As rational beings in a mostly unpredictable world, we have evolved to categorize our observations and identify patterns between them, finding comfort in this extension of perceptual order. We note similarities, form taxonomies, and compartmentalize in an effort to exert control over the myriad tangible and intangible structures we encounter on a daily basis. The sciences all rely on systems of categorization; from the delineation of geological strata to the classes of quantum particles, it seems we are programmed to uncover systems of logic within nature. But we are equally capable of creating meaning from the abstract. Numerical systems allow us to superimpose a linear structure on the world of objects and ideas, and language itself is governed by constructions of grammar and punctuation, making meaning of sound and thought.
But there are other, more personal ways of ordering ideas and information, informing our world not only with objective meaning, but with meaningful stories as well. When we envision emotional or historical relationships between seemingly disparate objects or experiences, we create narrative. We name our world, not only to understand it factually, but to make sense of it on an individual level.
The recognition of these two distinct systems of classification is particularly critical for those of us in design, because we are responsible for understanding users’ extant relationships to information and ideas, as well as for guiding those relationships, whether that’s through the structure of information on a website or the appearance of packaging around a product. When we quantify data, assess demographics, or define markets, we attempt to understand both the categories of users at play in a given project and the categories by which those users make sense of their experience. And when a website or product draws a line between users’ narrative and objective systems of reasoning, it provides greater comfort and usability, increasing customer satisfaction and encouraging use.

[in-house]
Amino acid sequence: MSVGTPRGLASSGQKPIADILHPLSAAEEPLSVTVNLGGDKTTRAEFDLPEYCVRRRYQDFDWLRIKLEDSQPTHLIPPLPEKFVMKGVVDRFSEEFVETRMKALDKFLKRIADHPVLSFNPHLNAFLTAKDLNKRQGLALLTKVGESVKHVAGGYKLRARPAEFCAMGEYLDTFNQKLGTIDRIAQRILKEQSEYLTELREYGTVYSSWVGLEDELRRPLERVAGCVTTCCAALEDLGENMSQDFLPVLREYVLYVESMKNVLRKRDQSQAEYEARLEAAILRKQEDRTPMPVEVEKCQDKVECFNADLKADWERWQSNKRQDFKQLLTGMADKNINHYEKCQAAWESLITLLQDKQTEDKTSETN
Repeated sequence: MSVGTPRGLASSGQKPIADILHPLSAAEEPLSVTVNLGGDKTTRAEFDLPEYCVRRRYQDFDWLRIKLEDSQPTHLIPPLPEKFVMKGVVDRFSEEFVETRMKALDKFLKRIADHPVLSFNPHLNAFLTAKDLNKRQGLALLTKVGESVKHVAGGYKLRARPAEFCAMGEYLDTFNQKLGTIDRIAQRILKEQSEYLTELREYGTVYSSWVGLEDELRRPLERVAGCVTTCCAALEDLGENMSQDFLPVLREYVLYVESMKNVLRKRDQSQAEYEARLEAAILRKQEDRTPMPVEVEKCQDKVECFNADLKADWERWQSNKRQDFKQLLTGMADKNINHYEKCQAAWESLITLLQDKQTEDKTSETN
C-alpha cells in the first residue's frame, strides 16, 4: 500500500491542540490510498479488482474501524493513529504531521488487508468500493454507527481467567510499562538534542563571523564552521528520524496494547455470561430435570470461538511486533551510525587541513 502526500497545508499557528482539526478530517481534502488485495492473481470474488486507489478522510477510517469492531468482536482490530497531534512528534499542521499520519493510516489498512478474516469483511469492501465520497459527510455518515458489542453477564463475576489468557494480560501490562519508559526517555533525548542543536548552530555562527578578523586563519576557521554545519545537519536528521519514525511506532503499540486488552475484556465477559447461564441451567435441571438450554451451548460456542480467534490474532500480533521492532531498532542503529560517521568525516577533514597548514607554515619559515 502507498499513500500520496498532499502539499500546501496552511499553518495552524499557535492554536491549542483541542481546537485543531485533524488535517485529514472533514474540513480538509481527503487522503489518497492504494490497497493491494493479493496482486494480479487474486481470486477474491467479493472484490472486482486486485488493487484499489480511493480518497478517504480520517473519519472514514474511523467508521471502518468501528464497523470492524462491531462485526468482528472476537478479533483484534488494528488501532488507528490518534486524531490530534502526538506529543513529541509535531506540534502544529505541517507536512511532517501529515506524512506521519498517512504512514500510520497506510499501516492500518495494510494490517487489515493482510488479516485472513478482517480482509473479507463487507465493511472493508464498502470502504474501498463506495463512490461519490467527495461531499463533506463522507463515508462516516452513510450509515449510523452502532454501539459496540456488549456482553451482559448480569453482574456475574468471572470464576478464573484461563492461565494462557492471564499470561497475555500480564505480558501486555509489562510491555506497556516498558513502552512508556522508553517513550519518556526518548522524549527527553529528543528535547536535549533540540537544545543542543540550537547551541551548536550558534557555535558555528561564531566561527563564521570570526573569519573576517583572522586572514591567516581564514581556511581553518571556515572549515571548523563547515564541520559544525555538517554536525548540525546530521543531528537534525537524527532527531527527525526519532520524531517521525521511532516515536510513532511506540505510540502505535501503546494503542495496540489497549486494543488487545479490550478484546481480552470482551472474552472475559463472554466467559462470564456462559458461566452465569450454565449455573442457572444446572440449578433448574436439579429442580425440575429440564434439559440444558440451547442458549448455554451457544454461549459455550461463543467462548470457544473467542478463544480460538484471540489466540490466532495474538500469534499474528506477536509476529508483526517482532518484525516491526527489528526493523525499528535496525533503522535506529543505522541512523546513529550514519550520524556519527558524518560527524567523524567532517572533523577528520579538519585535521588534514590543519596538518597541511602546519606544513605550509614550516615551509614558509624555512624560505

A critical factor of categorization is that it presupposes a collection – of objects, of experiences, of laws, of knowledge – it doesn’t matter what, it just matters that by mental powers of perception or physical power of accumulation, one has gathered a set of things that feel related. This impulse to collect is the deeper underlying behavior of interest here; categorization is simply the sense-making layer we construct atop our physical and psychological hoarding. Understand how, what, and why a person collects, and you gain an empathetic view into his cultural, societal, and emotional narratives.
Collecting often begins with a personal affinity for one object or idea. We happen to come across a beautiful antique tin that stirs our aesthetic and nostalgic sensibilities or see a painting that unleashes a curiosity for modern art. Maybe we stumble upon a practical object like an egg beater or a road sign that embodies some concept worthy of consideration, despite the mundane, or because of it. It is that feeling of affinity with an object and what it represents that makes us desire more of the same.